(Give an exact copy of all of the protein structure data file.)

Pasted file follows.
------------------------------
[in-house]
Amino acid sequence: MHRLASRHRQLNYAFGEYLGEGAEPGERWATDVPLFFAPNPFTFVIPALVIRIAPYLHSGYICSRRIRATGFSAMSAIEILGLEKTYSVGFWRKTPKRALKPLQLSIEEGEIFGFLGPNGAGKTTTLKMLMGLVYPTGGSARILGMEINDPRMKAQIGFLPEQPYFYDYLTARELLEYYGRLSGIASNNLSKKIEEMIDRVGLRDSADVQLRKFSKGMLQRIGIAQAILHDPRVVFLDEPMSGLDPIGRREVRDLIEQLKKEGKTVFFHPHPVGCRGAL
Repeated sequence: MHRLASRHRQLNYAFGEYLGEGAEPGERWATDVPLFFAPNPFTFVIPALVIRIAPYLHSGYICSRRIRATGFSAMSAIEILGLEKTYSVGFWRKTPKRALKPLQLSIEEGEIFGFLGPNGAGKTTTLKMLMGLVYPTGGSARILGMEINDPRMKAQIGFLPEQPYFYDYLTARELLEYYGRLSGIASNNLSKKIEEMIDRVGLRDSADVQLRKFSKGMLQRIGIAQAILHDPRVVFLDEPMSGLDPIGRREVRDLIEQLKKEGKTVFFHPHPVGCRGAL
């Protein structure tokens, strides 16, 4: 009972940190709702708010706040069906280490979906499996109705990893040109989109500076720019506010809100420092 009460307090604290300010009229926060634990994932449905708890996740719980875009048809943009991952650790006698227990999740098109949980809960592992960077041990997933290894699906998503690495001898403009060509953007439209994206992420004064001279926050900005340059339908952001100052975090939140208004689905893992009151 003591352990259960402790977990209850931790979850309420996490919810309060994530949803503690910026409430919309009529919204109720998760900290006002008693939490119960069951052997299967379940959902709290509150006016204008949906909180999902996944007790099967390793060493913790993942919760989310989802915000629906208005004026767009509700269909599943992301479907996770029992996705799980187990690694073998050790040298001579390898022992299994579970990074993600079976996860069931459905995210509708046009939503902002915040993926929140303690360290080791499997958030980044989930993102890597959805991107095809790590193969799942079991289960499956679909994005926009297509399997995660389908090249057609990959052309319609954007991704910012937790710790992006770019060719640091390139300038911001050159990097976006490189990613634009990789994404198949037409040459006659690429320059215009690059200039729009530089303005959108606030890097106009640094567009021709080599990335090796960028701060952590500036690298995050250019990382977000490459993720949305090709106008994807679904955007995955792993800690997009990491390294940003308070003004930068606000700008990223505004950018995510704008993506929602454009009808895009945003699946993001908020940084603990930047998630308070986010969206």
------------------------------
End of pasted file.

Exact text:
[in-house]
Amino acid sequence: MHRLASRHRQLNYAFGEYLGEGAEPGERWATDVPLFFAPNPFTFVIPALVIRIAPYLHSGYICSRRIRATGFSAMSAIEILGLEKTYSVGFWRKTPKRALKPLQLSIEEGEIFGFLGPNGAGKTTTLKMLMGLVYPTGGSARILGMEINDPRMKAQIGFLPEQPYFYDYLTARELLEYYGRLSGIASNNLSKKIEEMIDRVGLRDSADVQLRKFSKGMLQRIGIAQAILHDPRVVFLDEPMSGLDPIGRREVRDLIEQLKKEGKTVFFHPHPVGCRGAL
Repeated sequence: MHRLASRHRQLNYAFGEYLGEGAEPGERWATDVPLFFAPNPFTFVIPALVIRIAPYLHSGYICSRRIRATGFSAMSAIEILGLEKTYSVGFWRKTPKRALKPLQLSIEEGEIFGFLGPNGAGKTTTLKMLMGLVYPTGGSARILGMEINDPRMKAQIGFLPEQPYFYDYLTARELLEYYGRLSGIASNNLSKKIEEMIDRVGLRDSADVQLRKFSKGMLQRIGIAQAILHDPRVVFLDEPMSGLDPIGRREVRDLIEQLKKEGKTVFFHPHPVGCRGAL
């Protein structure tokens, strides 16, 4: 009972940190709702708010706040069906280490979906499996109705990893040109989109500076720019506010809100420092 009460307090604290300010009229926060634990994932449905708890996740719980875009048809943009991952650790006698227990999740098109949980809960592992960077041990997933290894699906998503690495001898403009060509953007439209994206992420004064001279926050900005340059339908952001100052975090939140208004689905893992009151 003591352990259960402790977990209850931790979850309420996490919810309060994530949803503690910026409430919309009529919204109720998760900290006002008693939490119960069951052997299967379940959902709290509150006016204008949906909180999902996944007790099967390793060493913790993942919760989310989802915000629906208005004026767009509700269909599943992301479907996770029992996705799980187990690694073998050790040298001579390898022992299994579970990074993600079976996860069931459905995210509708046009939503902002915040993926929140303690360290080791499997958030980044989930993102890597959805991107095809790590193969799942079991289960499956679909994005926009297509399997995660389908090249057609990959052309319609954007991704910012937790710790992006770019060719640091390139300038911001050159990097976006490189990613634009990789994404198949037409040459006659690429320059215009690059200039729009530089303005959108606030890097106009640094567009021709080599990335090796960028701060952590500036690298995050250019990382977000490459993720949305090709106008994807679904955007995955792993800690997009990491390294940003308070003004930068606000700008990223505004950018995510704008993506929602454009009808895009945003699946993001908020940084603990930047998630308070986010969206």